As we may have already guessed, 5G wireless means whatever the carriers want it to mean. Clarification is in order because not all 5G created equal.
As the launch of the iPhone draws near, it’s time to look at what the high, mid and low bands of 5G mean for the consumer. And when each will come into widespread use.
Not All 5G Created Equal
The Particle Debris article of the week comes from Gene Munster at LoupVentures.
Over the next decade, we believe 5G will be a transformative force because it will allow users to leverage data in the cloud for real-time computing, opening the door for an array of new technologies and businesses. That said, not all 5G is created equal, which has led to marketing noise from carriers regarding 5G performance and deployment.
Munster likens 5G to a three-layered cake. The botton layer is 5G low band. It has a longer wavelength than the millimeter wavelengths we usually associate with 5G (mmWave). It, therefore, has a longer range and better penetration through walls. This band will roll out first. That’s because the carriers knew that the expensive to implement and limited range of the high band would be suicidal to roll out, broadly, first. (Except for early mmWave tests in a few major cities. Gotta have some 5G performance hype for the marketing department.)
That said, with average speeds just ~1.4x faster than 4G, low band 5G is only a marginal improvement and likely won’t drive consumer adoption of 5G devices, e.g., iPhone 12.
Munster provides an estimate of when the three bands will be in widespread use—with the fastest high band in widespread use in 2025. His chart and associated text shed a lot of light on what we can expect in the coming years. Buyer beware.
The Week’s Apple News Debris
• So what’s missing in the Apple Watch SE? Does it matter to you? The Verge explains. “Apple Watch SE review: pay a lot less to give up only a little.” There is a thorough discussion, but notably:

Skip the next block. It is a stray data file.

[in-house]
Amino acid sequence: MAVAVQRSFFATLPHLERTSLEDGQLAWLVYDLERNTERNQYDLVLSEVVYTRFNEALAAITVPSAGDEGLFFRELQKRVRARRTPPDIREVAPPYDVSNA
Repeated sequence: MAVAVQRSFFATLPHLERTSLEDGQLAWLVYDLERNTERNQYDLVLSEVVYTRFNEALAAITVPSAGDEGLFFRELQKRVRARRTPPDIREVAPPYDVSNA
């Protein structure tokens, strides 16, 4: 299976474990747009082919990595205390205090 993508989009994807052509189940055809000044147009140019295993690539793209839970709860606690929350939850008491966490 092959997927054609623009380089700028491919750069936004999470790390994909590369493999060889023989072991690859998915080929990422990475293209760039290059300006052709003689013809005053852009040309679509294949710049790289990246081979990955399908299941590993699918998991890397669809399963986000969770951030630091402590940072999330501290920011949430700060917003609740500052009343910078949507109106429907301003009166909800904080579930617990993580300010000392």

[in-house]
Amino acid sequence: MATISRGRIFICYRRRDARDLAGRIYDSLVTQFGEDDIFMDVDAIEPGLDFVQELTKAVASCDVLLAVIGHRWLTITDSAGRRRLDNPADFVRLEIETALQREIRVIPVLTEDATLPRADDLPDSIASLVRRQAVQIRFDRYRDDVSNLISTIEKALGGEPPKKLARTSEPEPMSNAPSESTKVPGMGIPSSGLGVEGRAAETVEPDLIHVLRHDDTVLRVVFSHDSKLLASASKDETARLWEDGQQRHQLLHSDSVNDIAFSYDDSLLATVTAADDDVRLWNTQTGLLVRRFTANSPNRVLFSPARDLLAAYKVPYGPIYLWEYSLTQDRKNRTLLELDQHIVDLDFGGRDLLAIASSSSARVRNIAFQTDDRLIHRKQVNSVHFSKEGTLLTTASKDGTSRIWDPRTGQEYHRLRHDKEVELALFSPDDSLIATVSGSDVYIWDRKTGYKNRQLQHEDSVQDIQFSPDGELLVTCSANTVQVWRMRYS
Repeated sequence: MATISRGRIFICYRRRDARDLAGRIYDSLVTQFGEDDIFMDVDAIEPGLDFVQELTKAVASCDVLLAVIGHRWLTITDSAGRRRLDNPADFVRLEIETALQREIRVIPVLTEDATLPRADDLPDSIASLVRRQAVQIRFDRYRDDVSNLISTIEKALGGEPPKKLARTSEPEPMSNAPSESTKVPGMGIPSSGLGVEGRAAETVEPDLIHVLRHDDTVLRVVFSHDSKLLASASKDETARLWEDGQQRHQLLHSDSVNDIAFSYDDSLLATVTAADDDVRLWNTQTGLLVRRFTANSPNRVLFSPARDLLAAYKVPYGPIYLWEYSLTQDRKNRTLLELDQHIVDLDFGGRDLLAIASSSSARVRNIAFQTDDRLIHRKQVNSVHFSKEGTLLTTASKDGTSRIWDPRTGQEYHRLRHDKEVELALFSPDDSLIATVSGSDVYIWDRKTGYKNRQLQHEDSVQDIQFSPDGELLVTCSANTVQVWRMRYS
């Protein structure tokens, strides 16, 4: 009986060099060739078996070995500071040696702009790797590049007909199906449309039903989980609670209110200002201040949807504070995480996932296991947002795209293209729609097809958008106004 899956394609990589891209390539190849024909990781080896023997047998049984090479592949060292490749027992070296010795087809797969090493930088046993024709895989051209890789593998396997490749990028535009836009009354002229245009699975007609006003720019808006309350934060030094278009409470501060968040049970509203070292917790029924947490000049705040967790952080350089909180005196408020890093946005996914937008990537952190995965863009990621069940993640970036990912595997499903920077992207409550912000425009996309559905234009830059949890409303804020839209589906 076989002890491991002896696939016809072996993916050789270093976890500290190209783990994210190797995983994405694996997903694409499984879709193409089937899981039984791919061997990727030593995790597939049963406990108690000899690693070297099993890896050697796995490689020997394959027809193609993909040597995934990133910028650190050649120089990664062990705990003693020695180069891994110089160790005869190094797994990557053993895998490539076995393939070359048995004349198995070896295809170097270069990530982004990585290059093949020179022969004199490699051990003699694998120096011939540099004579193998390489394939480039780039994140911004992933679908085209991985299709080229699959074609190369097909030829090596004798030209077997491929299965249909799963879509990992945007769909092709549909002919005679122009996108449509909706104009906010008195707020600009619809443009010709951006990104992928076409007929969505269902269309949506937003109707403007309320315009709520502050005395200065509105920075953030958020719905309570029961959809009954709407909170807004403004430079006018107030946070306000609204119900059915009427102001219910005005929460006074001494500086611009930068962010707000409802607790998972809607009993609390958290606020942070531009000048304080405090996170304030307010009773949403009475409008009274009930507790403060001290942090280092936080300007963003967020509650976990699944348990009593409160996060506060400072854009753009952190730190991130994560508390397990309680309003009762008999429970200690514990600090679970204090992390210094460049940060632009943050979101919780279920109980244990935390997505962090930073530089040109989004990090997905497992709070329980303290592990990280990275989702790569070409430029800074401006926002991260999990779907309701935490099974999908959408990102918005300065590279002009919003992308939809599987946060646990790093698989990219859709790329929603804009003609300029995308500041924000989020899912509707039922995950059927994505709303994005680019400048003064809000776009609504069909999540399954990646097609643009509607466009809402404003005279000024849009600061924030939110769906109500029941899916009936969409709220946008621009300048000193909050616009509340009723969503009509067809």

The other significant note about the SE is it’s the most likely model to choose if you want to take advantage of Apple’s new Family Setup feature. … it’s effectively Apple’s answer to the GPS tracking smartwatches for kids that Verizon, T-Mobile, and other carriers sell. It requires a watch with cellular connectivity, and since the SE is the lowest cost model Apple sells with that option, it’s the most appropriate one to give to a young child.
• The Apple Watch is so successful now, according to Neil Cybart, that more than one in three iPhone owners today is wearing one. “[It’s] a runaway train with no company in a position to slow it down.” This from Cybart’s analysis column Above Avalon.. “Apple Watch Momentum Is Building.”
The sales chart Cybart presents is amazing.
According to my estimate, there were 81 million people wearing an Apple Watch as of the end of June. According to Apple, 75% of Apple Watch sales are going to first-time customers. This means that 23 million people will have bought their first Apple Watch in 2020.
To put that number in context, there are about 25 million people wearing a Fitbit. The Apple Watch installed base is increasing by the size of Fitbit’s overall installed base every 12 months.
• The biggest problem with a foldable smartphone, as Samsung found out with the Galaxy Fold, is damage along the crease. And, so we have Apple in the wings working to solve that problem. From 9to5Mac: “Apple invents self-healing display for foldable iPhone.”
As Spock would say, “It’s only logical.”
• iOS 14 has a lot of new privacy features. Here’s an overview, from Digital Trends, with great visual instructions on how to implement them. “How iOS 14’s privacy features can keep you safer.” Do them after you’re done here.
• Will a future European iPhone come app free? Maybe. MacRumors reports: “EU Plans to Ban Tech Companies From Pre-Installing Apps, Force Them to Share Data With Competitors.” Why the data sharing?
As part of its new Digital Services Act, the EU is planning to force the likes of Apple, Amazon, and Google to hand over customer data to smaller rivals in an effort to loosen the grip of big tech on consumers.
The big un-squeeze may be coming.
• Finally, research into how we view intelligent robots has identified “distinct patterns in brain activity.” See: “Brain Activity Betrays Personal Attitudes About Human-Like Robots, Says Study.”
This research is significant because it will help teach everyone how humans engage with robots, while also taking the temperature of the public’s future reaction to AI and humanoid robots in both healthcare applications and daily life.
And so, you will, by design, come to love your service robot. You won’t know why; it’ll just be a feeling.
Particle Debris is generally a mix of John Martellaro’s observations and opinions about a standout event or article(s) of the week followed by a discussion of articles that didn’t make the TMO headlines, the technical news debris. The column is published most every Friday.